Love or loathe it, fur is a dominant trend with 69% of designers using it in Autumn/Winter collections. How did fur, once taboo, become so acceptable again?
LOVE or loathe it, fur is a dominant accessory (69% of designers used it in autumn/winter collections) and ubiquitous on international catwalks. Shown by Lanvin, Louis Vuitton, Balmain, Versace, Marni and Tom Ford, the emphasis was on new textures, patterns and dye techniques.
There was as much faux fur as genuine, with this lush material promoted for everyday luxury in understated, low-key colour palettes, and simple, untypical garments, such as sheared fur sweaters, dresses and skirts.
However, with PETA still giving away furs to homeless people, “to counteract reports of a fur comeback”, fur remains divisive.
The doyenne of high fashion, and editor of American Vogue, Anna Wintour, is unapologetic about her love of fur: despite being served a skinned racoon while lunching at the Four Seasons in 1996, she hasn’t been deterred from wearing fur, or from supporting the billion-dollar industry.
The September issue of American Vogue shows a pelt-wearing Anna being asked by a reporter “is there a way to wear fur this winter?” “There’s always a way to wear fur,” she says. “Personally, I have it on my back.”
Others in the fashion industry are anti-fur, most notably the vegetarian designer, Stella McCartney, who said: “I don’t understand the need for fur. The use of real fur is just repulsive and I think there are plenty of ways to make a coat, or a bag, look great without harming innocent animals.”
Bearing in mind these heated emotions, I have volunteered to wear fur for a week — what reaction will I provoke? Will vegetarians berate me, small children cry, and dogs bark ? Will I evoke Meryl Streep, in The Devil Wears Prada, or suffer tirades of anti-fur fury and a red-paint splatter?
To start, I wore a vintage rabbit-fur jacket to my local vegetarian restaurant/coffee shop. Paired with a simple knit, jeans and flat pumps, a low-key look was best to balance the flamboyance of my fur. Ordering my coffee and looking the staff steadily in the eye as I paid, I anticipated a frosty response. The reaction was neutral, expressions were pleasantly non-committal, and change was handed over without a flicker. As I left, I strained to listen for a delayed laugh or exclamation of distaste; there was none. What I had thought would be the hardest challenge had passed off uneventfully.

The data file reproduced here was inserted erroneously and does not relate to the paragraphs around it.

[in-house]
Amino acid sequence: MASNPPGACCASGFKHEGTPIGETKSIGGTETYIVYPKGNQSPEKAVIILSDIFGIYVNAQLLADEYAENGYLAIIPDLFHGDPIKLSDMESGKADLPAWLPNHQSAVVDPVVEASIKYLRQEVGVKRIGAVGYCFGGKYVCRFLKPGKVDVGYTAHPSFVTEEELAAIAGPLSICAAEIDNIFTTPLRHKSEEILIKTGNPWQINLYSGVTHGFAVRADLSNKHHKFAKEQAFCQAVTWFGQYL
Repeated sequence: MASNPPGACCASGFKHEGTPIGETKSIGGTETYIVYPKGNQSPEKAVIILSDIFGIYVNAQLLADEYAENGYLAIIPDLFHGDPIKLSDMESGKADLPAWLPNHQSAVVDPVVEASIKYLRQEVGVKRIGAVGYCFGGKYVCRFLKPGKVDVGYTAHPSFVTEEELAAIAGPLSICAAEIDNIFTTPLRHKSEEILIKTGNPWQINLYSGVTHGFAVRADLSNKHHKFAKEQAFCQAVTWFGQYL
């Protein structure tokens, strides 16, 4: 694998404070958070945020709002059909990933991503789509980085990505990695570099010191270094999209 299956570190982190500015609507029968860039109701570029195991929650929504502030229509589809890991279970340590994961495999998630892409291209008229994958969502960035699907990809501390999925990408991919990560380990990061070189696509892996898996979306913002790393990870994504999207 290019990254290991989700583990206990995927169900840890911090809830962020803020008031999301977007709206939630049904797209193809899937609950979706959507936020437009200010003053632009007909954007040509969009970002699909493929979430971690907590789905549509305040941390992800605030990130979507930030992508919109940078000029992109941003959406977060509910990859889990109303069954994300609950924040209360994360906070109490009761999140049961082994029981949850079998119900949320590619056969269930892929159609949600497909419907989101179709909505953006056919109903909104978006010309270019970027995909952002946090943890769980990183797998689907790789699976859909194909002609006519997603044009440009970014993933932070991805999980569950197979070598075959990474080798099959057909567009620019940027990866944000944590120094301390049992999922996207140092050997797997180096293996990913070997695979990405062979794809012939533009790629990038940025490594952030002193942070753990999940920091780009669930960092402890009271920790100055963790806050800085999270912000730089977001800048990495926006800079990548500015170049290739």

Later in the week, I had an al fresco family wedding and wore a mink stole with my outfit — which was wise as the day was chilly damp. The fur felt decadently glamorous and I soon enjoyed one of its stellar attributes: it is really, really warm.
The reaction was strictly split along age lines — the older women all loved it and stroked it covetously, while the younger women didn’t want to touch it. For them, if it was real, it was repulsive.
Here is the problem for designers trying to woo a younger client for fur — to our mother’s and grandmother’s generation, it was the epitome of luxury, a definitive status symbol, but for younger women it’s more complex — even though they’re the generation brought up on the ‘because you’re worth it’ mantra, they have ethical issues about wearing fur.
Notably, on the day, the bride teamed her vintage dress with a fun fur jacket for a bohemian twist — so fur is a trend worn by younger consumers, but in a different guise.
My final foray in fur was dinner in Hunter’s Hotel, in Wicklow.
Wearing a Russian ermine jacket, I was, at last, provoking a reaction, as I noticed the clientele subjecting me to intense scrutiny and whispering to their fellow guests.
As Hunter’s has been a haven for celebrities, including Brian Ferry, Steven Spielberg, David Bowie and even Swedish royalty over the years, I flattered myself they thought I was a mysterious film star resting up post a traumatic divorce or plastic surgery.
Sandra Fitzgibbon, of Linen and Ware has seen a marked interest in the revival of fur.
“I believe that dramas like Downton Abbey and Mad Men, and events like Film Fatale, have brought the glamour of the 1920s, through to the 1950s and beyond, back into fashion, and furs are a big part of that. In the past couple of years, I have had a lot of women of all ages purchasing and renting vintage fur stoles and scarves for special events, such as weddings and the races. But, recently, I have noticed that customers are buying vintage fur coats, jackets, collars and hats, items for every day use,” Fitzgibbon says.
I was surprised at the subdued response to my furs — no tears, no trauma and no retaliatory paint. Maybe people don’t care, or maybe they have other, pressing concerns in recessionary times, but the response was so muted I wondered if people couldn’t discern if I was wearing real or fake.
After all modern fakes mimic the real thing very effectively.
As I returned my furs, I felt a twinge of nostalgia for the injection of glamour they lent to a typical week — there is no doubt that fur carries alluring associations, a million miles removed from the stresses and strains of modern life.
Maybe if I had received more negative feedback I wouldn’t have felt the same, but what is certain is that fur will continue to be contentious.
For me, I feel that it’s a matter of personal conscience and conscious consuming, and that vintage probably is the best solution for someone who wants to try the fur trend: the logic being that the animal was killed for its pelt long ago.
Fur is a luxury.
And as long as there’s demand the supply will continue, and so will the debate.
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